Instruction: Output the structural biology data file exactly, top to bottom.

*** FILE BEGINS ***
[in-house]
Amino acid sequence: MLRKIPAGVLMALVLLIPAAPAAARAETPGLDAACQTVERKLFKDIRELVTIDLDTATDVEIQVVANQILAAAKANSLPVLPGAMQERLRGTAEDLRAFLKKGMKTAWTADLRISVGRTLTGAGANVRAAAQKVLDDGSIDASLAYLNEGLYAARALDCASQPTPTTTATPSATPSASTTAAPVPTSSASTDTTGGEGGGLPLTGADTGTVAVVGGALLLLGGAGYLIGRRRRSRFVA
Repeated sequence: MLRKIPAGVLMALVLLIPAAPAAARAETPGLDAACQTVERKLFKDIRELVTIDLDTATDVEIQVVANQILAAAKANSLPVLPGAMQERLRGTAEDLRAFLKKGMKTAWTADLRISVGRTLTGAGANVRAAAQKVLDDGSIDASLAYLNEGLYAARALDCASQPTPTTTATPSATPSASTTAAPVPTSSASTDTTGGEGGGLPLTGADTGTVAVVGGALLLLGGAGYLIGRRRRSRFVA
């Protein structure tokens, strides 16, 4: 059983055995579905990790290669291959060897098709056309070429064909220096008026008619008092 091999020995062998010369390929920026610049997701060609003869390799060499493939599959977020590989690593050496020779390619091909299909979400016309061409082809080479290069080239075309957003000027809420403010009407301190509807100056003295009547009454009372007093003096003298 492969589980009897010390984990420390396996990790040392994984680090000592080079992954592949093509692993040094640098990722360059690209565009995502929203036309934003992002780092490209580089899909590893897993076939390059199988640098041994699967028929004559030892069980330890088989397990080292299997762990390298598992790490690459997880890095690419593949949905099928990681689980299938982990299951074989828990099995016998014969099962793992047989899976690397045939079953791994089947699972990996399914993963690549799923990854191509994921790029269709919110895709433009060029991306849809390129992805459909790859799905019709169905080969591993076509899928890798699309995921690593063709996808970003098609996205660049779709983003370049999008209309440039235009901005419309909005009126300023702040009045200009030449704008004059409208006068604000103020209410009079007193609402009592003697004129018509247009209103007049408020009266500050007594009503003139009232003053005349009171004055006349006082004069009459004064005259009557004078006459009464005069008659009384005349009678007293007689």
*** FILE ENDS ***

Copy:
[in-house]
Amino acid sequence: MLRKIPAGVLMALVLLIPAAPAAARAETPGLDAACQTVERKLFKDIRELVTIDLDTATDVEIQVVANQILAAAKANSLPVLPGAMQERLRGTAEDLRAFLKKGMKTAWTADLRISVGRTLTGAGANVRAAAQKVLDDGSIDASLAYLNEGLYAARALDCASQPTPTTTATPSATPSASTTAAPVPTSSASTDTTGGEGGGLPLTGADTGTVAVVGGALLLLGGAGYLIGRRRRSRFVA
Repeated sequence: MLRKIPAGVLMALVLLIPAAPAAARAETPGLDAACQTVERKLFKDIRELVTIDLDTATDVEIQVVANQILAAAKANSLPVLPGAMQERLRGTAEDLRAFLKKGMKTAWTADLRISVGRTLTGAGANVRAAAQKVLDDGSIDASLAYLNEGLYAARALDCASQPTPTTTATPSATPSASTTAAPVPTSSASTDTTGGEGGGLPLTGADTGTVAVVGGALLLLGGAGYLIGRRRRSRFVA
């Protein structure tokens, strides 16, 4: 059983055995579905990790290669291959060897098709056309070429064909220096008026008619008092 091999020995062998010369390929920026610049997701060609003869390799060499493939599959977020590989690593050496020779390619091909299909979400016309061409082809080479290069080239075309957003000027809420403010009407301190509807100056003295009547009454009372007093003096003298 492969589980009897010390984990420390396996990790040392994984680090000592080079992954592949093509692993040094640098990722360059690209565009995502929203036309934003992002780092490209580089899909590893897993076939390059199988640098041994699967028929004559030892069980330890088989397990080292299997762990390298598992790490690459997880890095690419593949949905099928990681689980299938982990299951074989828990099995016998014969099962793992047989899976690397045939079953791994089947699972990996399914993963690549799923990854191509994921790029269709919110895709433009060029991306849809390129992805459909790859799905019709169905080969591993076509899928890798699309995921690593063709996808970003098609996205660049779709983003370049999008209309440039235009901005419309909005009126300023702040009045200009030449704008004059409208006068604000103020209410009079007193609402009592003697004129018509247009209103007049408020009266500050007594009503003139009232003053005349009171004055006349006082004069009459004064005259009557004078006459009464005069008659009384005349009678007293007689």